Alabama's antigay chief justice removed
Antigay Alabama chief justice Roy Moore said Friday he doesn't consider himself a martyr after losing his job for refusing a federal court order to remove a Ten Commandments monument from the state judicial building. But Moore said he plans to continue the fight that has made him a darling of fellow conservative Christians. "I consider myself a man who has upheld his oath and done what I had to do to keep the constitution of Alabama, the constitution of the United States as the rule of law," Moore said on NBC's Today show. Moore said he would unveil proposed legislation next week to rein in the power of federal courts. Asked if he might run for governor--or president--Moore replied, "I haven't decided on running for anything yet. I'm just trying to get over this latest episode in my life."
Moore angered gay rights advocates across the country in February 2002 when he wrote in a legal opinion that homosexual conduct is "immoral, detestable, a crime against nature, and a violation of nature's God, upon which this nation and our laws are predicated." The comments were part of a ruling that prevented a lesbian mother from winning custody of her three children from an allegedly abusive father.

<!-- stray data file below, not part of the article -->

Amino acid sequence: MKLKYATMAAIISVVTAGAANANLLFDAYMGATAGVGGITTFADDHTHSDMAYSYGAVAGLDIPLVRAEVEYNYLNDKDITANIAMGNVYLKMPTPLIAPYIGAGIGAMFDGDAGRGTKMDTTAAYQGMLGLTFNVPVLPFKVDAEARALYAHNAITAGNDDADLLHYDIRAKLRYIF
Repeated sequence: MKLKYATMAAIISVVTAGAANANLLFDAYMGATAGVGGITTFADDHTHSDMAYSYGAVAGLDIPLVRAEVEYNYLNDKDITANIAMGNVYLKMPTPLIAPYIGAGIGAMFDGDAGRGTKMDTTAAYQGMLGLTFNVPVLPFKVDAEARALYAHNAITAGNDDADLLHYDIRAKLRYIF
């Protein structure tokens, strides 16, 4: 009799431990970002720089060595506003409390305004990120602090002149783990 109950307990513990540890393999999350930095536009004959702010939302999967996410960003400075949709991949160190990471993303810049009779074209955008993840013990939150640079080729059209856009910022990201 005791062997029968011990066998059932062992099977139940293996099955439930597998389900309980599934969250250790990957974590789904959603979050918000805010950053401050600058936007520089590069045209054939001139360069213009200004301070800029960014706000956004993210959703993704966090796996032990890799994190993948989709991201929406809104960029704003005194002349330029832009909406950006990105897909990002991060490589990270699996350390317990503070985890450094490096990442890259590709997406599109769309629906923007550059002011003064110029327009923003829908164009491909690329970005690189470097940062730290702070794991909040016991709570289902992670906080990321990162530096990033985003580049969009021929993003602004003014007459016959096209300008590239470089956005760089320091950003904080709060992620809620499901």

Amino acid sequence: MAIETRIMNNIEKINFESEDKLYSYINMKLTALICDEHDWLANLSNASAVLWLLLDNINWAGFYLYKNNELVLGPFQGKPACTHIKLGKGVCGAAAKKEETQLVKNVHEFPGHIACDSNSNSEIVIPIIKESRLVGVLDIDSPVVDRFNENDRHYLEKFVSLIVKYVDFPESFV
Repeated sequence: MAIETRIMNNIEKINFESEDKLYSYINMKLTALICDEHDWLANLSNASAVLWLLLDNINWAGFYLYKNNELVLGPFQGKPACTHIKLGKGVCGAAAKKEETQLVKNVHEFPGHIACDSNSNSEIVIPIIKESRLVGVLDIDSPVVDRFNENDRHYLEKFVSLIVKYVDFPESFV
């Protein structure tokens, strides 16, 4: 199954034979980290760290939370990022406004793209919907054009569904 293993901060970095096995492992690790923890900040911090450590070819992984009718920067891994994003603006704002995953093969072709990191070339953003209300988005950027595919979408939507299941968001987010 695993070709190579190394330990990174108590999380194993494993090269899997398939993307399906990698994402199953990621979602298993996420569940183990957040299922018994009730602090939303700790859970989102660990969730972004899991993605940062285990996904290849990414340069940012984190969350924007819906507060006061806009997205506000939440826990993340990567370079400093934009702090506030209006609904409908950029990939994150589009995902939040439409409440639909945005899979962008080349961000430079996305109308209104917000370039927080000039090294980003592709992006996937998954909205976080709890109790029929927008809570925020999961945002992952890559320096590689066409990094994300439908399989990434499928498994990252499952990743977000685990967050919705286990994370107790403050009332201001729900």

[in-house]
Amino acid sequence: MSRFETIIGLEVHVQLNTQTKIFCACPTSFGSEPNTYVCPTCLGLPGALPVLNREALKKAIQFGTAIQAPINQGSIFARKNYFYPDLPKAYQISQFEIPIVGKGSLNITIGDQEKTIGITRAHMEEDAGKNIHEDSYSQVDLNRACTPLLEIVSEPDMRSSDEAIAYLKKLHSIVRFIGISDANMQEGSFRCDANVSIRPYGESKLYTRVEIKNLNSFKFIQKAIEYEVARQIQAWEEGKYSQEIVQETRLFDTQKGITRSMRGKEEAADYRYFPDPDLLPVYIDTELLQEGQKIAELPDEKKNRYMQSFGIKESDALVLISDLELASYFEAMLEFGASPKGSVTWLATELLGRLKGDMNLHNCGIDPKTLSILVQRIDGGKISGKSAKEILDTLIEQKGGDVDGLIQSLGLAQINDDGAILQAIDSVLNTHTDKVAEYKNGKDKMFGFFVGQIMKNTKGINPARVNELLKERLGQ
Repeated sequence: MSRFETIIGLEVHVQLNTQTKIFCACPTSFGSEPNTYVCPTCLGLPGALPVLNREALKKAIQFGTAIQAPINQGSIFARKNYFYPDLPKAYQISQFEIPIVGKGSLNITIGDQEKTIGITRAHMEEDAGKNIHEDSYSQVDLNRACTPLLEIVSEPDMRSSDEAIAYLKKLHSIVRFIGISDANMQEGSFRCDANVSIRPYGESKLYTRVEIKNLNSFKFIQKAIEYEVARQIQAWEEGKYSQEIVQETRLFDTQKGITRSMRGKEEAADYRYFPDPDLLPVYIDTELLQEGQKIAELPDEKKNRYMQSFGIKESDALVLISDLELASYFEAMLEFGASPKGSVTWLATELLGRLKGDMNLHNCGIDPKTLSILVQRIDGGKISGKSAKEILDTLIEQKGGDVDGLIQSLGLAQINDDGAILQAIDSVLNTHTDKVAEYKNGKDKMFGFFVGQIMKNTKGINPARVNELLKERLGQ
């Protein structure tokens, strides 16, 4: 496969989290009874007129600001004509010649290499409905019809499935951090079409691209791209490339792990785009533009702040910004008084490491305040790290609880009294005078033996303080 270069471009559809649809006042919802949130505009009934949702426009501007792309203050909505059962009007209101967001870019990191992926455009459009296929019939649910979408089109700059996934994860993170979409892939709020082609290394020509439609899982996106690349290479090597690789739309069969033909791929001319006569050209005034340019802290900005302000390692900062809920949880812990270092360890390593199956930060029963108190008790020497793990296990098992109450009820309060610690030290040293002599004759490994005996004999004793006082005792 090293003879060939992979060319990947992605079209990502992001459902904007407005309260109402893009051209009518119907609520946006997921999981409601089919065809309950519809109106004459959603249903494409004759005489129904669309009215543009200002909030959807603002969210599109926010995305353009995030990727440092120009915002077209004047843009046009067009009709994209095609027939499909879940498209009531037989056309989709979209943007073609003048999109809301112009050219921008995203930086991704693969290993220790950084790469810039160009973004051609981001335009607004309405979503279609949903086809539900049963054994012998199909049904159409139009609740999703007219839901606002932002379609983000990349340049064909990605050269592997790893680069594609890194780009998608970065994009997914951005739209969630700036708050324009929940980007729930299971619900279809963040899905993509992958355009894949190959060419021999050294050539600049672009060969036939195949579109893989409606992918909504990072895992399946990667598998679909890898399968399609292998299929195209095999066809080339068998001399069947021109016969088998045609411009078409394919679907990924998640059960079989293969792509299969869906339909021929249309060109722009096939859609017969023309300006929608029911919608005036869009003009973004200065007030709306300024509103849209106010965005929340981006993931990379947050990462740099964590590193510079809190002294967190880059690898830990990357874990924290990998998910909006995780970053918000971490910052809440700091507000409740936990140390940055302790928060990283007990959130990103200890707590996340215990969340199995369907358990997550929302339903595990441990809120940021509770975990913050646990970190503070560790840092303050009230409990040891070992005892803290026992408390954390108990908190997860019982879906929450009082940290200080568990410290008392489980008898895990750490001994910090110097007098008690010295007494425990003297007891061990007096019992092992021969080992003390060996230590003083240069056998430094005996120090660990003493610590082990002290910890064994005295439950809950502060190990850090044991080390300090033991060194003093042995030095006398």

In Thursday's decision to remove Moore, the nine members of Alabama's Court of the Judiciary handed out the harshest penalty possible, saying Moore left them with no choice by repeatedly insisting he would never obey a federal judge's order to move the 2 1/2-ton block of granite from the courthouse rotunda. "The chief justice placed himself above the law," said presiding judge William Thompson. Moore spent eight months designing the monument and helped move it into the building in the middle of the night in 2001. He soon became a lightning rod for criticism from civil liberties activists who said the stone tablets promoted religion in violation of the separation of church and state. A federal judge ordered the monument removed, and it was finally wheeled away on August 27 to a storage room on instructions from Moore's eight fellow justices. Moore, 56, had been suspended since August but was allowed to collect his $170,000 annual salary.